Foundation Seeking Members for New Patient Advisory Committee

Foundation Seeking Members for New Patient Advisory Committee
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People living with or affected by sarcoidosis are invited to apply for membership in the new patient advisory committee being established by the Foundation for Sarcoidosis Research, known as the FSR.

The committee is being created to help establish an advisory board to further bring patients’ voices to FSR education, communications, and research efforts. The board also would represent patients in sectors to include industry, government, insurance, and healthcare.

The foundation is seeking 10-12 committee members who exhibit a strong interest in representing patients in the sarcoidosis community. In addition to patients and caregivers, healthcare professionals in the sarcoidosis realm may apply.

Applicants also may include those who have helped build, or have been a member of, a patient advisory committee or board, as well as those who have been involved in project management, patient advocacy, or social work. To reflect patient populations in the U.S., the FSR hopes to have a diverse committee membership.

The deadline for applications is July 28. Go here to apply.

“As a patient-founded organization and one that has always sought the input and ideas of our community, we’re thrilled to have patients help us create a formalized process to do this via the patient advisory committee,” the FSR states on its website. “We invite anyone interested to apply and lend their voice to FSR’s mission.”

Established in 2000, the Foundation for Sarcoidosis Research seeks to find a cure for the disease and improve care. To date, it has invested more than $5 million in research, and provides educational resources and other support.

More than 46,000 people from all 50 states and nearly 80 countries have joined the organization’s free Stop Sarcoidosis Online Support Community, hosted on an app platform that enables members to communicate with and support each other. The FSR’s Patient Ambassador Program empowers patients, facilitates grassroots outreach, advocates on local and national levels, supports FSR programs, and facilitates research fundraising.

Sarcoidosis is marked by an overactive immune system that leads to the formation of small clumps of inflammatory cells called granulomas in different tissues and organs. Over time, granulomas can become calcified or bone-like, and cause permanent damage.

It is estimated that the disease affects about five in 100,000 Caucasian individuals in the United States, and about 40 of every 100,000 Blacks.

Mary M. Chapman began her professional career at United Press International, running both print and broadcast desks. She then became a Michigan correspondent for what is now Bloomberg BNA, where she mainly covered the automotive industry plus legal, tax and regulatory issues. A member of the Automotive Press Association and one of a relatively small number of women on the car beat, Chapman has discussed the automotive industry multiple times of National Public Radio, and in 2014 was selected as an honorary judge at the prestigious Cobble Beach Concours d’Elegance. She has written for numerous national outlets including Time, People, Al-Jazeera America, Fortune, Daily Beast, MSN.com, Newsweek, The Detroit News and Detroit Free Press. The winner of the Society of Professional Journalists award for outstanding reporting, Chapman has had dozens of articles in The New York Times, including two on the coveted front page. She has completed a manuscript about centenarian car enthusiast Margaret Dunning, titled “Belle of the Concours.”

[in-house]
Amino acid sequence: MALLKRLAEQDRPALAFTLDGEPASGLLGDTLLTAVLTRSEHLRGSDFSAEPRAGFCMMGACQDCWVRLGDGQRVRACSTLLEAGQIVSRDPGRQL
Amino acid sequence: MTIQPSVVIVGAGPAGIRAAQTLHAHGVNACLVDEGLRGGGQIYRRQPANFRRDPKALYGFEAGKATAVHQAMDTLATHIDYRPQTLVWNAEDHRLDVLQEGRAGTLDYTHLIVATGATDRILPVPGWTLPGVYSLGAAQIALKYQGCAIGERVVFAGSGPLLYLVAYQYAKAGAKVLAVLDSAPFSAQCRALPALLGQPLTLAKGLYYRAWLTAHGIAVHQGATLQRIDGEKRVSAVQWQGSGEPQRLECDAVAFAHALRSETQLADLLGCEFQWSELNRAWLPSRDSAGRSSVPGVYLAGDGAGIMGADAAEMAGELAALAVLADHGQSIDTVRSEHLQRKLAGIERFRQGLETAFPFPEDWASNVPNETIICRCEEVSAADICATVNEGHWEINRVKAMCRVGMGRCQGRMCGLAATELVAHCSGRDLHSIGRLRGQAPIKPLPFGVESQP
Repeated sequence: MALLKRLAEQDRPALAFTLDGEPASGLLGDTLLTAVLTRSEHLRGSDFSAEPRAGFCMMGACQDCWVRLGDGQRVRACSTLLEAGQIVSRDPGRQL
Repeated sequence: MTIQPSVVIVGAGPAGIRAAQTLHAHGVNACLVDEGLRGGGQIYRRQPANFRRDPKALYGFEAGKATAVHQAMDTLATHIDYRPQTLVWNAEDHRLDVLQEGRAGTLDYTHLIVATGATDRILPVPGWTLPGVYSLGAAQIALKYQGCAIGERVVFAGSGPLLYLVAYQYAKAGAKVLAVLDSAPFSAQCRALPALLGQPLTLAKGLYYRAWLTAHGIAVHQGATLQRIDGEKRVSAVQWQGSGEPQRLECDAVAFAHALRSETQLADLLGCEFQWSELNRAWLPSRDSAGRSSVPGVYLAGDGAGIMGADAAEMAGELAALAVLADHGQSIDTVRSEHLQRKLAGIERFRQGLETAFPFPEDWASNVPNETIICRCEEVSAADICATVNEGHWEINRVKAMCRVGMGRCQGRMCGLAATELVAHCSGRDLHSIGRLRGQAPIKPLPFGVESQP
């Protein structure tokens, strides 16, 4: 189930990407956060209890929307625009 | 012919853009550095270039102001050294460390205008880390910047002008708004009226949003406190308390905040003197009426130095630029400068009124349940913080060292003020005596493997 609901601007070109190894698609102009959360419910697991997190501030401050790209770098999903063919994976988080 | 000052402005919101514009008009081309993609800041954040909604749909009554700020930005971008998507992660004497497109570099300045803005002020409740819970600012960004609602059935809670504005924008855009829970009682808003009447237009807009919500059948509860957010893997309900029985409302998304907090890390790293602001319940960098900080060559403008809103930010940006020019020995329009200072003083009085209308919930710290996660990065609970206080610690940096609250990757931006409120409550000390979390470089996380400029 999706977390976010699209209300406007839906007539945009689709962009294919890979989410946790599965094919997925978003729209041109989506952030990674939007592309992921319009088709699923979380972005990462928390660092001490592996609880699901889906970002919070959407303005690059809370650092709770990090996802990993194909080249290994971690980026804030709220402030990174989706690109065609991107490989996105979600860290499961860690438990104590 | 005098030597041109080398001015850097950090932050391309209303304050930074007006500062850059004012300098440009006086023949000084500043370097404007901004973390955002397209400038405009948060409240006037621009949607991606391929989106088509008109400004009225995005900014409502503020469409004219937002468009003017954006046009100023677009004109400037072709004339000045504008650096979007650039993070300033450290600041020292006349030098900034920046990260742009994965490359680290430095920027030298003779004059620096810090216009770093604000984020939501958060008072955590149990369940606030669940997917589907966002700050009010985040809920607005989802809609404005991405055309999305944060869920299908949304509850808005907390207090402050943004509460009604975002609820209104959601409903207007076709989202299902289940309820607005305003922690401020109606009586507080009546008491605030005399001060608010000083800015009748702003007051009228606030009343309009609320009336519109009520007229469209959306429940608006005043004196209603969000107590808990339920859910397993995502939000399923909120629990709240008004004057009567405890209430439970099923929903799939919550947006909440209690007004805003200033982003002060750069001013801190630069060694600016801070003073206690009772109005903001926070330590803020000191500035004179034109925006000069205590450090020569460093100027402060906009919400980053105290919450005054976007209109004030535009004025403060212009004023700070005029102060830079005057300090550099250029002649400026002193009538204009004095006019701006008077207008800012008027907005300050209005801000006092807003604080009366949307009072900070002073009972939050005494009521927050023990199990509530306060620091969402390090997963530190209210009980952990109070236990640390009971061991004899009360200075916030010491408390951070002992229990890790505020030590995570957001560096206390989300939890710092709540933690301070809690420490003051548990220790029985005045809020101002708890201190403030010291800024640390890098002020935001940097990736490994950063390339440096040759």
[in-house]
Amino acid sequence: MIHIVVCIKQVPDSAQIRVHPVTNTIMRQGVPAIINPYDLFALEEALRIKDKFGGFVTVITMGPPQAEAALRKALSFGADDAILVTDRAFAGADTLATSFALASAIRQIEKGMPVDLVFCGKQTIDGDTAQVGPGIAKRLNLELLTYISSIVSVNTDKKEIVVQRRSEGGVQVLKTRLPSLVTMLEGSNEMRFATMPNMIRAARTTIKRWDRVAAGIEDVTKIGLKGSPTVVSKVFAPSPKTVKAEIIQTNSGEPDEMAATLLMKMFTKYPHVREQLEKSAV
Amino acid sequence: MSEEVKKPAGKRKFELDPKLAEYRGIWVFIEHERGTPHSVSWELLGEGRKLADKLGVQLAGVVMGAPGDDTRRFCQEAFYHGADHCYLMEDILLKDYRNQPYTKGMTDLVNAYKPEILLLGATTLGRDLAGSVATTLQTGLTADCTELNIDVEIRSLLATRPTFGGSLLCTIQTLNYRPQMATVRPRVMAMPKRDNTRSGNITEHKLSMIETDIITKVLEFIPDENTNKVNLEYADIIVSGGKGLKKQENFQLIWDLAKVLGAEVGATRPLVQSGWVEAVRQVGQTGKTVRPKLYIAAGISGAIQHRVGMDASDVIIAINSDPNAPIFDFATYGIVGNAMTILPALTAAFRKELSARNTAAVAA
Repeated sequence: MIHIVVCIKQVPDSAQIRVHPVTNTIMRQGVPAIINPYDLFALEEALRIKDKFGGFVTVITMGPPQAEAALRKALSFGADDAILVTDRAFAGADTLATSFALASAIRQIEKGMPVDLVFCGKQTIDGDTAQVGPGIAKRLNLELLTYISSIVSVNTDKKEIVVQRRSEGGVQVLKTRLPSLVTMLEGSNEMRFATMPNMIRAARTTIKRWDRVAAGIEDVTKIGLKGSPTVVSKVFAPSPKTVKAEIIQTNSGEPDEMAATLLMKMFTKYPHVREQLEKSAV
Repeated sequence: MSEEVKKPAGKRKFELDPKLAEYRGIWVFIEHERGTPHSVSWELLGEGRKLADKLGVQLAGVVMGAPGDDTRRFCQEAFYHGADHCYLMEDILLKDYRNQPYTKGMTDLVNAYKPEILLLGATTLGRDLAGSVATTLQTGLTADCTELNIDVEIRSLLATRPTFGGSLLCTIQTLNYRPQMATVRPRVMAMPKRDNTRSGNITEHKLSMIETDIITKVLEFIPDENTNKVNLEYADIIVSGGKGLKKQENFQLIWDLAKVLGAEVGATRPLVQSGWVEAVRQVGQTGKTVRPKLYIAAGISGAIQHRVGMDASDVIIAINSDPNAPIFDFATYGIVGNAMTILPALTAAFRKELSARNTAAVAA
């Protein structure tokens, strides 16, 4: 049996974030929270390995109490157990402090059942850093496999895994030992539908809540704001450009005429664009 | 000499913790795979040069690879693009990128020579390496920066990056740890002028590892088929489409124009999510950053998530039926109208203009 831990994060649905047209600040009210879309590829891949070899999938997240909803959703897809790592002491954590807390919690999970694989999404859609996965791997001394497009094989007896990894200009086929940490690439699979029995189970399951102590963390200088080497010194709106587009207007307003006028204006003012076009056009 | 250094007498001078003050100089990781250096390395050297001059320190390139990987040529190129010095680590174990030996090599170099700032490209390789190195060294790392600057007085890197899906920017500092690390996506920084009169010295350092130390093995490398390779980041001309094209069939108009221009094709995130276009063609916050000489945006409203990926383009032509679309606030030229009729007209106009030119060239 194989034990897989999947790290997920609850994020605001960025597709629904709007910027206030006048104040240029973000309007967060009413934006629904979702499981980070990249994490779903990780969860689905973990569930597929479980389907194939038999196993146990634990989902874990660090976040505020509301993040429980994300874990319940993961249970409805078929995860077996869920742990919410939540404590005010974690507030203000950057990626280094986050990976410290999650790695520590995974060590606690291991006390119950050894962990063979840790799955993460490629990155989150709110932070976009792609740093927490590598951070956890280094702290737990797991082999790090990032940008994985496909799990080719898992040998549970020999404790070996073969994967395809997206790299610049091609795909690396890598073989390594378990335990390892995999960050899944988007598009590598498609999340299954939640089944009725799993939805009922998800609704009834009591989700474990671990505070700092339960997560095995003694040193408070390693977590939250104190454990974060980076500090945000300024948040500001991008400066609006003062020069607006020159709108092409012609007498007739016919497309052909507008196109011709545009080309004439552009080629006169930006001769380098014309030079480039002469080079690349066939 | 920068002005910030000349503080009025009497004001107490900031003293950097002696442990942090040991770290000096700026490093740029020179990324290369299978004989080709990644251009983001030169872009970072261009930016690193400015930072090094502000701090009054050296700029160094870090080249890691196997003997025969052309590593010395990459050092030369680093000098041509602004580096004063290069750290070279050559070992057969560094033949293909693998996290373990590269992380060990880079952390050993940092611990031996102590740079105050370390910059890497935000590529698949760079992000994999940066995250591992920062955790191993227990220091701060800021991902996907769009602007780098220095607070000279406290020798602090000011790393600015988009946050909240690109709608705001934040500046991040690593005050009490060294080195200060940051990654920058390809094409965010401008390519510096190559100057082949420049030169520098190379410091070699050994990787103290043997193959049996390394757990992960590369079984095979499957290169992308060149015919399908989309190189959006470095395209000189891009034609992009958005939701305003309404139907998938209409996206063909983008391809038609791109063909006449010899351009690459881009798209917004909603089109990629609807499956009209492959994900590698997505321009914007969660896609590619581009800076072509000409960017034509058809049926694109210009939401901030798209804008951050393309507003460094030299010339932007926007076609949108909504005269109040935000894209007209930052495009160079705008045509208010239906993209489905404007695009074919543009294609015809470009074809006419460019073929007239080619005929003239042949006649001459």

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Inês holds a PhD in Biomedical Sciences from the University of Lisbon, Portugal, where she specialized in blood vessel biology, blood stem cells, and cancer. Before that, she studied Cell and Molecular Biology at Universidade Nova de Lisboa and worked as a research fellow at Faculdade de Ciências e Tecnologias and Instituto Gulbenkian de Ciência.
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Mary M. Chapman began her professional career at United Press International, running both print and broadcast desks. She then became a Michigan correspondent for what is now Bloomberg BNA, where she mainly covered the automotive industry plus legal, tax and regulatory issues. A member of the Automotive Press Association and one of a relatively small number of women on the car beat, Chapman has discussed the automotive industry multiple times of National Public Radio, and in 2014 was selected as an honorary judge at the prestigious Cobble Beach Concours d’Elegance. She has written for numerous national outlets including Time, People, Al-Jazeera America, Fortune, Daily Beast, MSN.com, Newsweek, The Detroit News and Detroit Free Press. The winner of the Society of Professional Journalists award for outstanding reporting, Chapman has had dozens of articles in The New York Times, including two on the coveted front page. She has completed a manuscript about centenarian car enthusiast Margaret Dunning, titled “Belle of the Concours.”
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